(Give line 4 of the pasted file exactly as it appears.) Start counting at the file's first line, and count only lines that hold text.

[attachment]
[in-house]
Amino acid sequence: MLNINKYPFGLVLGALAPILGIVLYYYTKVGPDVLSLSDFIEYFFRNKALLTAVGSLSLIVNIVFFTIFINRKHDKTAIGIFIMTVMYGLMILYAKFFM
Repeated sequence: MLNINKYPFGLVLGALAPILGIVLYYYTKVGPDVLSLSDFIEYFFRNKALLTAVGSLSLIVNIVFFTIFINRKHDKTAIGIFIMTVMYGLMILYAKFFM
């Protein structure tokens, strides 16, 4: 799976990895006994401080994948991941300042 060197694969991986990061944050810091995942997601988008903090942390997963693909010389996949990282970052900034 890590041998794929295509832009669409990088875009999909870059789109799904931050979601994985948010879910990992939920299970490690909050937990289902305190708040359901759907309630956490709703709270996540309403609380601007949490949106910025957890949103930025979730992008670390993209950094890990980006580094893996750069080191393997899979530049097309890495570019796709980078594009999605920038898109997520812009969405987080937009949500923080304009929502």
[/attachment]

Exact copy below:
């Protein structure tokens, strides 16, 4: 799976990895006994401080994948991941300042 060197694969991986990061944050810091995942997601988008903090942390997963693909010389996949990282970052900034 890590041998794929295509832009669409990088875009999909870059789109799904931050979601994985948010879910990992939920299970490690909050937990289902305190708040359901759907309630956490709703709270996540309403609380601007949490949106910025957890949103930025979730992008670390993209950094890990980006580094893996750069080191393997899979530049097309890495570019796709980078594009999605920038898109997520812009969405987080937009949500923080304009929502």